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Finnish breaks natural language processors (twitter.com)
185 points by imartin2k 23 days ago | hide | past | web | favorite | 128 comments



Finn here. There are countless memes about oddities of our language. The one I like the most is "kuusi palaa". It can mean;

   the spruce is on fire
   the spruce returns
   the number six is on fire
   the number six returns
   six of them are on fire
   six of them return
   your moon is on fire
   your moon returns
   six pieces
Good luck for all implementing NLP :)


I like the "dog example" too, which highlights the different forms/cases:

https://linustechtips.com/main/topic/72936-english-swedish-g...

I'm a recent immigrant to Finland, and while the regular grammar makes some things simple, the cases and suffixes are enough to drive me crazy! The simple things are easy to handle if you're reading a textbook, but remembering them in real-time when speaking is very hard.


No wonder Tolkien used it as a basis for Elvish.


This is a specificially constructed corner case, not a general finnish thing:

- kuu = moon

- kuusi = spruce

- palaa = returns

- pala = piece

From those you can see how one can intrepent the compound word (with or without suffix) however you wish.

Eg:

- kuu+si = your moon (where 'si' is the suffix which means 'your')

- pala+a = pieces (where 'a' suffix is the plural)


also:

- kuusi = six


- palaa = burning


I wonder what oddities lie in Linus Torvalds' "perkeleen vittupää" (https://lkml.org/lkml/2013/7/13/132).


I'm afraid it very unambiguously just means fucking cunts.


In singular genetive and nominative cases no less, so, absolutely no grammatical fancy going on there.


Its literal translation is.

Satan's cunt-head


> "kuusi palaa"

Can we get a bit more detail here? Are those variations on pronunciation? How does a native Finn able to infer the correct meaning?


Finnish is pronounced extremely regularly. The way it's written is the way it's pronounced (in almost all cases).


No, there is no variation on pronunciation. They sound exactly the same when spoken.

The only way to infer what's meant is from context.


My favourite homophone example is a 92 character poem in Chinese[0], where every syllable is a slight variation on Shi.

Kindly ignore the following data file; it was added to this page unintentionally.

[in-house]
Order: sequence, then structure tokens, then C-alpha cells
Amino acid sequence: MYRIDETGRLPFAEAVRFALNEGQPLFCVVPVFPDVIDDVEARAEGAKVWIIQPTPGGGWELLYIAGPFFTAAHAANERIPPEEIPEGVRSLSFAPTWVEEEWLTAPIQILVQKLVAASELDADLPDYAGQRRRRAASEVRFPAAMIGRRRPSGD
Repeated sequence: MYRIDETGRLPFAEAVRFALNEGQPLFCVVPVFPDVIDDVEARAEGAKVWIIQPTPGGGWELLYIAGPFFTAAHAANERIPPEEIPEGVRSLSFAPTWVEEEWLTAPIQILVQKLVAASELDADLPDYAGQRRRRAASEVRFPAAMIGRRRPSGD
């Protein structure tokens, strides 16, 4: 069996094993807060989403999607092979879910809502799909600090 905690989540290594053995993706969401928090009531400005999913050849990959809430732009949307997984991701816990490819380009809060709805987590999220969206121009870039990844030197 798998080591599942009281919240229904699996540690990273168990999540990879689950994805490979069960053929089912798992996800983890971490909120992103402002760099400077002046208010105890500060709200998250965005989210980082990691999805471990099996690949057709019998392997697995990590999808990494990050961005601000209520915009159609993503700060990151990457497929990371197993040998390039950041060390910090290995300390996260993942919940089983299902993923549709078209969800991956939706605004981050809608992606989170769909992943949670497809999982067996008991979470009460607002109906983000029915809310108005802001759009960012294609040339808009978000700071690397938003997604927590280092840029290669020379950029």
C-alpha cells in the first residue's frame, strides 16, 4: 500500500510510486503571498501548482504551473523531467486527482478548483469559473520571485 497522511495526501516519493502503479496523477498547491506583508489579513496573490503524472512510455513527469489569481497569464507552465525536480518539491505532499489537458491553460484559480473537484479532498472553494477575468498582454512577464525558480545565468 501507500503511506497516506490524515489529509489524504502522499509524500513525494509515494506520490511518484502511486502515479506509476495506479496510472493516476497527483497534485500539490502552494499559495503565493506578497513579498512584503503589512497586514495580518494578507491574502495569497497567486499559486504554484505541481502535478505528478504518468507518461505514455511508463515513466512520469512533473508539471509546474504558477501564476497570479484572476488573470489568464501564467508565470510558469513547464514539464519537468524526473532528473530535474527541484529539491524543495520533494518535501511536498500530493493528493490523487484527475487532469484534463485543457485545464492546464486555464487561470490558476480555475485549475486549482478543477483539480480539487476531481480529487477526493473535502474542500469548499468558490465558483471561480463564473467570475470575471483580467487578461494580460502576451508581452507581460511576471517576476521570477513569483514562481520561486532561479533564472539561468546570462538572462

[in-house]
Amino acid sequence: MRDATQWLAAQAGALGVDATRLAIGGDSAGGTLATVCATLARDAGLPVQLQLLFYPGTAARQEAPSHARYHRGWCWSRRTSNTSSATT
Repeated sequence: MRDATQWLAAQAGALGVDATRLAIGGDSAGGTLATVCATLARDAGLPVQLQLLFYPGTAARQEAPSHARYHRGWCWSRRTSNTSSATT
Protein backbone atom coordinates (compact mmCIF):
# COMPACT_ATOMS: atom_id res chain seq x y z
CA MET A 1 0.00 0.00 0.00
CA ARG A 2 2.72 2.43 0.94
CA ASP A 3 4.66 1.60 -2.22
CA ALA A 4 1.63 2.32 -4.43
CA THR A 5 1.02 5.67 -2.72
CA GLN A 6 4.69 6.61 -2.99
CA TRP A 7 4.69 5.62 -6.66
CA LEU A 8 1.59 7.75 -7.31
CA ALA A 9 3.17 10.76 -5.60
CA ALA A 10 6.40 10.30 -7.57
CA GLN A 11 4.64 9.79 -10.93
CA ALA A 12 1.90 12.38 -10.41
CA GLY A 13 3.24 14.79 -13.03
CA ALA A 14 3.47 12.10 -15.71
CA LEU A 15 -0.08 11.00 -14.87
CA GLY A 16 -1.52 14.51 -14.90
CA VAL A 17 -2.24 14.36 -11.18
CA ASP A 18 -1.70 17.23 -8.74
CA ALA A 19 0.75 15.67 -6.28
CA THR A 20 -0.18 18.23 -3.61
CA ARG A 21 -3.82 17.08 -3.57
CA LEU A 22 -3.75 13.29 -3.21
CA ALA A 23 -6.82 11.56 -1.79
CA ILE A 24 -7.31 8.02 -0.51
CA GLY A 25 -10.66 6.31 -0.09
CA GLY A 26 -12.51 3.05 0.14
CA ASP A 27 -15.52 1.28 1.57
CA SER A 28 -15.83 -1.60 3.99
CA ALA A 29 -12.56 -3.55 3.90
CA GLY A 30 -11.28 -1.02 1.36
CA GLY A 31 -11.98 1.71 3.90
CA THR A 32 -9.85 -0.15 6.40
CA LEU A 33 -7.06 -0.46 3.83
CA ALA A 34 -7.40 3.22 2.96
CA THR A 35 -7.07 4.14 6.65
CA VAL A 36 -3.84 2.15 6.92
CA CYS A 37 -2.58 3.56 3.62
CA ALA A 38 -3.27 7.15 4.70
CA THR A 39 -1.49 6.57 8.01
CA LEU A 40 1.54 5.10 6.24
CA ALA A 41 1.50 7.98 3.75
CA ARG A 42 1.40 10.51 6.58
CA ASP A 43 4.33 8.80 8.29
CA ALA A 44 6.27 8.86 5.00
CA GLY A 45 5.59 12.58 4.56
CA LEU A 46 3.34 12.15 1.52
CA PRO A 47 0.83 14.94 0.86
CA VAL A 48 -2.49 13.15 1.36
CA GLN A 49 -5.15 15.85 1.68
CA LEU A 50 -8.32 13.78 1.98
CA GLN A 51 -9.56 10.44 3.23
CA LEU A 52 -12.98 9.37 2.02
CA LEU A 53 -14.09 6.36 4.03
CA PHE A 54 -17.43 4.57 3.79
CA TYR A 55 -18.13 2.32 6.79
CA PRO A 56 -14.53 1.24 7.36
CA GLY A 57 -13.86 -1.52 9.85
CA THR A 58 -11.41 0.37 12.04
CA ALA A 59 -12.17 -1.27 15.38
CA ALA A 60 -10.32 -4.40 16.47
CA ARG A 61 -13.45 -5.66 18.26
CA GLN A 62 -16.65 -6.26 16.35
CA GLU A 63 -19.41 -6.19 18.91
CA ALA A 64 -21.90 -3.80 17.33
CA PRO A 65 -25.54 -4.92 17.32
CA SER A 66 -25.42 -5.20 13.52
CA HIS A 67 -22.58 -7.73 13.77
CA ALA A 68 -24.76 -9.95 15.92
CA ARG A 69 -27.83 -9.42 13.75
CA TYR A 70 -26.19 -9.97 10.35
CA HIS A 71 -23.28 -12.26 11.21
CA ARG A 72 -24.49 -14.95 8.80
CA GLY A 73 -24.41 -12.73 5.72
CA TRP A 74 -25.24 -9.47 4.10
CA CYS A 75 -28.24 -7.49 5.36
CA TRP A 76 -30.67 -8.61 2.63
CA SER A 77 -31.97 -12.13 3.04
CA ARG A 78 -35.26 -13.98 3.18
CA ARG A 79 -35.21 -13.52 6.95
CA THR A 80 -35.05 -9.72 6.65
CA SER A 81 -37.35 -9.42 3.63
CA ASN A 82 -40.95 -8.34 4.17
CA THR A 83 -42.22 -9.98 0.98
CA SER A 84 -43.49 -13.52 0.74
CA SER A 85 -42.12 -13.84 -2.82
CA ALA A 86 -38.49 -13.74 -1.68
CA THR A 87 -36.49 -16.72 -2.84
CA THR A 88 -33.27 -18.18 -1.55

[0]https://en.wikipedia.org/wiki/Lion-Eating_Poet_in_the_Stone_...

Interestingly when I showed the actual text to my wife, who is Chinese, she didn't understand what was funny about it until I asked her to read it to me, when she burst out laughing. That's when I found out she doesn't sub-vocalise, where I do all the time.


These aren't really homophones though, right? Because they differ in tone?


There are only 4 different tones, so by the pigeonhole principle there must be lots of homophones.

On the other hand, most of the characters used to be pronounced differently when they were still commonly used as individual words, so the poem only works because it mixes modern pronunciation with classical grammar.



There was a joke that Estonian is more closer to Japanese than any other European language. As to not say its related to Japanese, but how much it differs from European ones. No future tense, no genders, but 14 cases.

This illustrates nicely where finno-ugric languages(Finnish, Hungarian, Estonian) reside compared to other European languages.

https://images.mentalfloss.com/sites/default/files/196.jpg

Benefit is that people are somewhat safe for scammers, as no translator does a good job. Downside is, none of the translators work and its way easier to just translate to english for example.


What is the benefit of genders anyway? Especially when gender neutral alternatives are available. It never made much sense to me, they introduce a lot of complexity for very little. Worse, nowadays you have all the problems of misaddressing and offending folks.


There was an interesting/amusing post here the other day about learning German and how it relates to programming concepts. They suggested that gendered words work as a kind of parity bit for error correction.


> There was an interesting/amusing post here the other day about learning German and how it relates to programming concepts. They suggested that gendered words work as a kind of parity bit for error correction.

Slightly off topic (not about grammatical genus, but about German's case system): I often compare German's case system to a type system in a programming language: the verb expects the sentence's object in the suitable case. If you use a wrong type, it gives a compile error. In most cases, the case (type) that you have to use makes sense, but there are rare cases where you simply have to learn the case. The latter is like having to use a (programming) library that was designed by some other programmer with an interface that you would design differently.

Just like you have to write a computer program that gives no compile error (e.g. because of typing), in German, you also have to formulate your sentences in a way that gives no compile error to its case (type) system.


I am trying to learn German and gender is infuriating there. Why? Because you can't simply scan an existing sentence and color-code the words based upon simple heuristics to guess the gender.